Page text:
sam reece
Sam Reece is the head of the advocacy group. Image Supplied.
  • Australian Apartment Advocacy have launched a free kit
  • Kit is designed to better inform buyers
  • Calls for all state and territories to provide the free resource

The Australian Apartment Advocacy, a not-for-profit organisation that seeks to protect the consumer protection rights of the 2.5 million apartments owners in Australia, has launched a free kit to prospective apartment buyers.

The group’s head, Sam Reece, had the idea of launching the kit after being shocked by the lack of resources available to prospective buyers. She believes the kit will protect consumers from operators that over-promise and under-deliver with their builds.

“Apartment buyers have no way of knowing whether they are buying from a gold star company or dodgy brothers,” says Ms Reece.

“Unlike buying a home, when there is a defect in an apartment it can have huge ramifications for the entire block and it involves a number of parties including the certifier, developer, builder, strata manager, body corporate and the owners themselves to work proactively.”

Sam Reece, Australian Apartment Advocacy

The kit has been prepared with the support of accredited surveyors, builders, structural engineers, insurers and lawyers.

She has called upon all states and territories to support the education kit, pointing out that defects in apartments are not an isolated issue.

“High rise defects are a problem in every state and territory, it’s not unique to one state,” she says.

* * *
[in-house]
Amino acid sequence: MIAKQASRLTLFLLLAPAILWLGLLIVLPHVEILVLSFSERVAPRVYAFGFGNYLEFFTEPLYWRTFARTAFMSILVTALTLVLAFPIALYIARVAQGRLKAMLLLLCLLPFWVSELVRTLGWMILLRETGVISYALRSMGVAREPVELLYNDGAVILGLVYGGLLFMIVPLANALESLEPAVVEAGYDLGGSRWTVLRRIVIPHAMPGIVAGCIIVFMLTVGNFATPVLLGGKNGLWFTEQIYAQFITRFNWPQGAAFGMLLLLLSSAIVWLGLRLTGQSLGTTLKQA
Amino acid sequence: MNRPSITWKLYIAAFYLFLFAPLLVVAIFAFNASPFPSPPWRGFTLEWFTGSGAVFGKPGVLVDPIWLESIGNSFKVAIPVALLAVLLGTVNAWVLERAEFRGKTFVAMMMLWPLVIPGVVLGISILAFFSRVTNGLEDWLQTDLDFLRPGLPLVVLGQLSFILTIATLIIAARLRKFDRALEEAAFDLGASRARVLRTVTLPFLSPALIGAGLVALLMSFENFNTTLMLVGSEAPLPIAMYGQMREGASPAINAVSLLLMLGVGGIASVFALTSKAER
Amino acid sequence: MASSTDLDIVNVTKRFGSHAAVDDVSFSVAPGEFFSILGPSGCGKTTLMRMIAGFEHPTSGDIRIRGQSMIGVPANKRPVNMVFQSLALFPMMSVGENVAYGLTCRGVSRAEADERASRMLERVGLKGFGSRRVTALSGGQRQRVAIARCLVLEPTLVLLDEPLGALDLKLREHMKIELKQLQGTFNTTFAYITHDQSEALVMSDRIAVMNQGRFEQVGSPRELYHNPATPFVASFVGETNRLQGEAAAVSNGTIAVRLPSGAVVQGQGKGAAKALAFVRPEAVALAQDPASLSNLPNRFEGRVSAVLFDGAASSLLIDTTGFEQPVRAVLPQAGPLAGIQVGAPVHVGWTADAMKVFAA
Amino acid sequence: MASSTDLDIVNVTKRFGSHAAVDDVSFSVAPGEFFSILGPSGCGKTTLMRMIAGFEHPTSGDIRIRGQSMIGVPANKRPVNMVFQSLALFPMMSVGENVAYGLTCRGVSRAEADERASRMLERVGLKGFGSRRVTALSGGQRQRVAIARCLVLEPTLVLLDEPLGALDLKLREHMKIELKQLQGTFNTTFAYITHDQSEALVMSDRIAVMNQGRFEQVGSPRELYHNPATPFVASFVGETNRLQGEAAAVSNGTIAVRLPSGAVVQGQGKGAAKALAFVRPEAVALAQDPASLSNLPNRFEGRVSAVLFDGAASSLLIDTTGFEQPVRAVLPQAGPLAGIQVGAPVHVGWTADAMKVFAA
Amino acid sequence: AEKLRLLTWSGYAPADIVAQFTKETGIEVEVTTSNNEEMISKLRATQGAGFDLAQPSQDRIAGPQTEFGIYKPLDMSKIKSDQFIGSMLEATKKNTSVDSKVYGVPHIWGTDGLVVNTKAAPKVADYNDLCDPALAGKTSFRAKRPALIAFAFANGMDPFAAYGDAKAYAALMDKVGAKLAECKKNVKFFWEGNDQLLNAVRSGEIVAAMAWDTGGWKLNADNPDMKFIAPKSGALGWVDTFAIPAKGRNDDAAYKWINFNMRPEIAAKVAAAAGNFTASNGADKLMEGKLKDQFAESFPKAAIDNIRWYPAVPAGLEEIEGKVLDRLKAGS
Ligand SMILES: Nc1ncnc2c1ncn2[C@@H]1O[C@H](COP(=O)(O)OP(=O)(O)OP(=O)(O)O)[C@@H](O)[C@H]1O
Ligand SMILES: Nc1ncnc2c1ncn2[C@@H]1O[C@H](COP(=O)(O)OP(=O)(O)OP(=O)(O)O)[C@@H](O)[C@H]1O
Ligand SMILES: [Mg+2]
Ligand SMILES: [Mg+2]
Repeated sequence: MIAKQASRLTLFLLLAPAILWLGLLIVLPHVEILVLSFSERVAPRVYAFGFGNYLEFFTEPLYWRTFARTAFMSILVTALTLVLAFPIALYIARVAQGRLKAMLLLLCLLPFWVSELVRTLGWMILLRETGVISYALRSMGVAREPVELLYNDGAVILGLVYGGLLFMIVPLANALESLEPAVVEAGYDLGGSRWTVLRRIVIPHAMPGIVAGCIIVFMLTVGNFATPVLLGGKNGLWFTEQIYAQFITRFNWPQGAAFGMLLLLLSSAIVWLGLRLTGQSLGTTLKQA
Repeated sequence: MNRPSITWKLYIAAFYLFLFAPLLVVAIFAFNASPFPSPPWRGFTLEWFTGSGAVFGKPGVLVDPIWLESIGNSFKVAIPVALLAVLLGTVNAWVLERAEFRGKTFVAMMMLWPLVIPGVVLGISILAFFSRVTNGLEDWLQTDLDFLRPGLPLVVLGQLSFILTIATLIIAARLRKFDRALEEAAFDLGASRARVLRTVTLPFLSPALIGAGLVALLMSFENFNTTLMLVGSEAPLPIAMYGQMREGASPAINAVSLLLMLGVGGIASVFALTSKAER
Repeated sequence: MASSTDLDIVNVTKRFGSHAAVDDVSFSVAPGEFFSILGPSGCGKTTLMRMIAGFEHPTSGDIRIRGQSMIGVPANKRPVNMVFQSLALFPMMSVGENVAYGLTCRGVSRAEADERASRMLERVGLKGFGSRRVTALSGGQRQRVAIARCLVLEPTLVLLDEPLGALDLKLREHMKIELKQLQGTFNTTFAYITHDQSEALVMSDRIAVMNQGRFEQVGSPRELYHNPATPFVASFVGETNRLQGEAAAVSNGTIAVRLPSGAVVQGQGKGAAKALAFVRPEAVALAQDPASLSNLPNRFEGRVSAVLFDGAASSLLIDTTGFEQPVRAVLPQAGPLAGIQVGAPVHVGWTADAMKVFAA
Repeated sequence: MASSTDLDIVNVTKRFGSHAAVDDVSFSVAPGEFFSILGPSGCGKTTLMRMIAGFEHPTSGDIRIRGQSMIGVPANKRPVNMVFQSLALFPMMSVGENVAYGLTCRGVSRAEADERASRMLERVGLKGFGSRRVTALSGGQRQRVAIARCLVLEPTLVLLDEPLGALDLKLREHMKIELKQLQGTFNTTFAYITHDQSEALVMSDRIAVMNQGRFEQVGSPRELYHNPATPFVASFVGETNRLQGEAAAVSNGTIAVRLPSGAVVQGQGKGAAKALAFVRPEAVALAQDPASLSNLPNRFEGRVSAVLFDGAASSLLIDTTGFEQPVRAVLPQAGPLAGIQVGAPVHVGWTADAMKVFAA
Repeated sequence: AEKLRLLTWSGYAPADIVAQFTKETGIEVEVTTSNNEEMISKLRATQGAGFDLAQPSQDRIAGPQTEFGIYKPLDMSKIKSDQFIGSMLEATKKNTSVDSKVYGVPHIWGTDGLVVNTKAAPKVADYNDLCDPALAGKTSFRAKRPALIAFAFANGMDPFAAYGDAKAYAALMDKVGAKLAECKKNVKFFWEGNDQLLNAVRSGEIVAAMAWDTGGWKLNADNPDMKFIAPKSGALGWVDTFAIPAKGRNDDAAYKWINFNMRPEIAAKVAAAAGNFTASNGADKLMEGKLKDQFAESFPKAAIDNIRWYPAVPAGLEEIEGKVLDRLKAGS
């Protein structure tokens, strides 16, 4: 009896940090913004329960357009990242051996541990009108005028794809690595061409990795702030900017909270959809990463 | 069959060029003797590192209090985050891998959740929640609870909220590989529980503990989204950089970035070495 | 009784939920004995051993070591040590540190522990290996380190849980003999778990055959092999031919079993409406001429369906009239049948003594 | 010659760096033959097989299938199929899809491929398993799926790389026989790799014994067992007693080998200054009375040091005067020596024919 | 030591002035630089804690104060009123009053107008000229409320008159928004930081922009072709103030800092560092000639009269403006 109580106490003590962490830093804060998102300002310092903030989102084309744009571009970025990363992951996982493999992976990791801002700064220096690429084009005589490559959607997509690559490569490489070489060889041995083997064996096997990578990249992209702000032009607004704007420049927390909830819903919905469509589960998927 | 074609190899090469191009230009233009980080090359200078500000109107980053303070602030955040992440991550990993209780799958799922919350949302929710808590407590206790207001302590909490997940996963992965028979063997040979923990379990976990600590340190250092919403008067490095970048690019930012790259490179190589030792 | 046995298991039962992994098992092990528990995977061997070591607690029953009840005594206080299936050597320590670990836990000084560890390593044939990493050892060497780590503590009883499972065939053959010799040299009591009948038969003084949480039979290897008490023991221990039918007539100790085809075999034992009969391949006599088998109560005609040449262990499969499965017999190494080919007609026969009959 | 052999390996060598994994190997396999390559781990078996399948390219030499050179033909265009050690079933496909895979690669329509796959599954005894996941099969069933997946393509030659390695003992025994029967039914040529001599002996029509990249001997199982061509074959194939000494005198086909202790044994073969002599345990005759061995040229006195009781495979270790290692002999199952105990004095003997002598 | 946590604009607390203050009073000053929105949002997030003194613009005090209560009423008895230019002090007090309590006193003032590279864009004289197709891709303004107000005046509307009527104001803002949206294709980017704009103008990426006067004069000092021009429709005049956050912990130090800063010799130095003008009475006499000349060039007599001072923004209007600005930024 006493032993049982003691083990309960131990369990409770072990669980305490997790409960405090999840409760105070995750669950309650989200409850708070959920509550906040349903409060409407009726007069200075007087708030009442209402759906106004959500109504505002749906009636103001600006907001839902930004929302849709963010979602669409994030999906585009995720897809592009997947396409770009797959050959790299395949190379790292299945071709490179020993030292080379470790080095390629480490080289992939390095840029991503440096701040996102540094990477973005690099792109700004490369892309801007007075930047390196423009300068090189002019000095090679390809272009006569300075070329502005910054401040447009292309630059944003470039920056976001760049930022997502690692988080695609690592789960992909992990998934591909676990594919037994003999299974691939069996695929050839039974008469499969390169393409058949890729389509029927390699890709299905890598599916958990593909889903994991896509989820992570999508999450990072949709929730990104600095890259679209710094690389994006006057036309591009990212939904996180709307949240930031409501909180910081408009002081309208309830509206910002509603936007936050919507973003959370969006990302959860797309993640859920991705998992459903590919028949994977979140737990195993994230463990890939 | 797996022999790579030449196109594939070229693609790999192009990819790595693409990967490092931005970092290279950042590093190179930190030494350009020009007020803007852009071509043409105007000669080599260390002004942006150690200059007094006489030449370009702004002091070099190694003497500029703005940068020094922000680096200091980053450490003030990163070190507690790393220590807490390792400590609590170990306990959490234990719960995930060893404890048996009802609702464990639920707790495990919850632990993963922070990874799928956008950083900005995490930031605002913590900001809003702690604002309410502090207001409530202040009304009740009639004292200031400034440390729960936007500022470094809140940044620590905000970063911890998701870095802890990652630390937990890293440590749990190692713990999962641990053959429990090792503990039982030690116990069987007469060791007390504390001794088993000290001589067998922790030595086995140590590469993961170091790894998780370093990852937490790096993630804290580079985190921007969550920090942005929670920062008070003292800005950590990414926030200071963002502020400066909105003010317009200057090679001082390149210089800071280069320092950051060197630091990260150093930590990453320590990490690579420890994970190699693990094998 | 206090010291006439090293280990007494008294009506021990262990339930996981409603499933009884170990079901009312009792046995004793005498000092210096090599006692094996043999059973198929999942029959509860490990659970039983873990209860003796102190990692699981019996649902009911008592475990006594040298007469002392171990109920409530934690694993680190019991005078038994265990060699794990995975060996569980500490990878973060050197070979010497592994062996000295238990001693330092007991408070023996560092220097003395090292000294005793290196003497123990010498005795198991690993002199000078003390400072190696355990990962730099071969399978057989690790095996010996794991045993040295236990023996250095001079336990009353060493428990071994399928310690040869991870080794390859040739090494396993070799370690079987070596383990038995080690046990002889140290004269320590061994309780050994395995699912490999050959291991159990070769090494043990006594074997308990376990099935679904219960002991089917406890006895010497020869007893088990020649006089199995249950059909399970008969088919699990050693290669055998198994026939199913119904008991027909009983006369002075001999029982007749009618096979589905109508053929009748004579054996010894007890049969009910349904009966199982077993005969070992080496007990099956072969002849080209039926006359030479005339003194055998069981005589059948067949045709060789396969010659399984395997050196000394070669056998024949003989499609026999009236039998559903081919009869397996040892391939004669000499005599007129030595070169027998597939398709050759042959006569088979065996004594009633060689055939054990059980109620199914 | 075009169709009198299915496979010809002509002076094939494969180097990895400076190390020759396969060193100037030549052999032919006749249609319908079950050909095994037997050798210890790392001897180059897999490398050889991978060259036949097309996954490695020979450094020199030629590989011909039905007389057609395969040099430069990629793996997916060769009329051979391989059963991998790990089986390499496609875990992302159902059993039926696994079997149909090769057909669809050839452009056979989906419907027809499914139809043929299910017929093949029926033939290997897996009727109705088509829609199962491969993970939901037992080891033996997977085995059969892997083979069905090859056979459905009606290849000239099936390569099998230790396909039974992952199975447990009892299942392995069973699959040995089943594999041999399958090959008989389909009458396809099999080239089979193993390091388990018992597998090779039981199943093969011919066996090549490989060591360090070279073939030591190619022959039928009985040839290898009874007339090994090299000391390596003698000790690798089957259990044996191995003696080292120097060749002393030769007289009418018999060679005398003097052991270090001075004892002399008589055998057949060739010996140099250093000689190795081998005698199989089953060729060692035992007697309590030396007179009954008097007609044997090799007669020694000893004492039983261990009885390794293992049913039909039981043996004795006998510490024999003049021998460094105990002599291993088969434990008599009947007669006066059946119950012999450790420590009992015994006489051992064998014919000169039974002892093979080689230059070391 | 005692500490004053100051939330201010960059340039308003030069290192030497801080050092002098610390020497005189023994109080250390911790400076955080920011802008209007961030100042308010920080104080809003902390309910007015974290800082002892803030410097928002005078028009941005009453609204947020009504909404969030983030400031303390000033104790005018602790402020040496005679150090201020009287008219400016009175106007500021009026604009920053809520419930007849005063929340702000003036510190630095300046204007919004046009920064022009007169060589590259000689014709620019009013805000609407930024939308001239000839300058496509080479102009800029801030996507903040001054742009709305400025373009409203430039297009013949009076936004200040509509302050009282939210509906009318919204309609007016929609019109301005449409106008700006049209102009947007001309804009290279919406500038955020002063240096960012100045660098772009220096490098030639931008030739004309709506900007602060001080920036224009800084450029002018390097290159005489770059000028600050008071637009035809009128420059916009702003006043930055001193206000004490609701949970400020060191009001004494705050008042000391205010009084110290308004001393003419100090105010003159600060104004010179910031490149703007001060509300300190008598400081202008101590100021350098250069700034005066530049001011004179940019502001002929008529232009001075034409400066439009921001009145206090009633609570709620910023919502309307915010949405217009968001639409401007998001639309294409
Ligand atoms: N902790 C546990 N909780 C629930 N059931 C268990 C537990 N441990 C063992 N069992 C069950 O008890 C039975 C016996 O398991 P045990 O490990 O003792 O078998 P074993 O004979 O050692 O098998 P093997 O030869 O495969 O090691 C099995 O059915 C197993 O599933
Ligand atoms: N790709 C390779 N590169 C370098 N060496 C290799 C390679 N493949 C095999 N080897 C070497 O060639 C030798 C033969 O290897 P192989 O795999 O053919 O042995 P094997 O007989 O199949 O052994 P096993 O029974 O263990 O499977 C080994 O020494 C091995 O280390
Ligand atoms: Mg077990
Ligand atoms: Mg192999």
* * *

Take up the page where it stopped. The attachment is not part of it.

“And it’s not isolated to one type or one part of the buildings – defects exist across a range of areas of apartment construction across the board.”

Areas addressed in the kit include identifying potential defects more easily, building consumer confidence, greater understanding of life cycles and a deeper understanding of the purchasing process – such as strata fees and complaints.

Ms Recce says the apartment sector is potentially facing a crisis unless steps are taken to enforce quality builds. Even some within the industry, such as luxury developer Gary Dempsey, have called for more regulation to facilitate greater transparency.

“Our research shows if a buyer has defects in an apartment, their chances of buying another apartment drops 30% and with only 14% of people saying they’d buy off the plan in the first place,  consumer confidence is at crisis levels.

“These buyers must have confidence that their apartment will last the legacy and it will retain its value and be a safe home and the kit is the first step in helping buyers make the right choices.”

According to Ms Reece, 80,000 apartments are set to be delivered into the market within the next four years across Australia.

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For more information regarding the kit, visit the Apartment Advocacy Group website.

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